Gustav Klimt - Portrait of Marie Henneberg 1902

Gustav Klimt - Portrait of Marie Henneberg 1902
Portrait of Marie Henneberg
1902 140x140cm oil/canvas
Tate Gallery London

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From Tate Gallery London:
The earliest instance of cooperation between Josef Hoffmann and Gustav Klimt in the creation of a domestic setting is to be found in the large hall of the villa built for the photographer Hugo Henneberg (1863–1918). The villa is one of a group of four artists’ residences, designed by Hoffmann, built on the Hohe Warte, a semi-rural plateau on the outskirts of Vienna.
Hoffmann’s design for the double-height hall of the Villa Henneberg was developed with Klimt’s commissioned portrait of Henneberg’s wife Marie in mind, its intended setting influencing the painting’s unusual square format (seldom used by Klimt for subjects other than landscape).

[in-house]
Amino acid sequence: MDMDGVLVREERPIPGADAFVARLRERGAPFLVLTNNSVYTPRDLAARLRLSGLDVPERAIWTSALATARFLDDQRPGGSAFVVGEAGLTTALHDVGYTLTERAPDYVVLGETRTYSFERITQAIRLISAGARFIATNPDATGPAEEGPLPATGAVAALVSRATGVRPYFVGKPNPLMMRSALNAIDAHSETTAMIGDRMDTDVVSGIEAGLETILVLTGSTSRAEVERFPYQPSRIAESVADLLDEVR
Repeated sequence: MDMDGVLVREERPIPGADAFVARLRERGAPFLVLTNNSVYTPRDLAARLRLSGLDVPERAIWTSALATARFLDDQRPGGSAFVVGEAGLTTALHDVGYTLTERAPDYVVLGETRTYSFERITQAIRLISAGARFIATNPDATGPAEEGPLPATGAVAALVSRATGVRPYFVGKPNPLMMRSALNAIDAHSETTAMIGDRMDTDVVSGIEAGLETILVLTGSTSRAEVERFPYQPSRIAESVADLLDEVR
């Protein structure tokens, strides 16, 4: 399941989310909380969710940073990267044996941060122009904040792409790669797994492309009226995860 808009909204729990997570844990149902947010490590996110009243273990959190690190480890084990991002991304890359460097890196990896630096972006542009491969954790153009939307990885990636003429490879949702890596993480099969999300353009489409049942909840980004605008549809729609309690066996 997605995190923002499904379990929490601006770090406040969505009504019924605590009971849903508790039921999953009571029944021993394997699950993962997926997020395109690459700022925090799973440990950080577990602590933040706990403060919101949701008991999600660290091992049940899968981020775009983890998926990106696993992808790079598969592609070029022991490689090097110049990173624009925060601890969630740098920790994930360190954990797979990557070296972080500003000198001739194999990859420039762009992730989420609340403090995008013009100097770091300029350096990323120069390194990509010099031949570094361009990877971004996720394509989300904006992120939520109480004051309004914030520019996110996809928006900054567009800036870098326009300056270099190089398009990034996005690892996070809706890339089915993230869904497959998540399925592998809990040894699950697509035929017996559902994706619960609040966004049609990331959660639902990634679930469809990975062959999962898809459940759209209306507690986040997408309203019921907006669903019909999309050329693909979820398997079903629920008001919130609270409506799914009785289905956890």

The four villas – built for Carl Moll, Koloman Moser, Henneberg and another photographer, Friedrich Viktor Spitzer as an artists’ colony – signal the emergence around 1900 of Hoffmann’s independent and unmistakeable style, creating buildings where ‘the exterior is one with the interior’. The buildings had many features in common such as brick wall construction, white roughcast facing and views over the Vienna Woods. Their interiors while more diverse and suited in each case to the requirements of the client, reveal an overall preference for simple rectilinear shapes and occasional black and white schemes as in the guest room of the Moser villa presented here.
It is to Carl Moll that we owe our most vivid notion of domestic life there. The painted record, shown here, of Moll’s own villa reveals Hoffmann’s striking use of colour, the careful muting and distribution of light, as well as the extension of living space onto terraces and into gardens.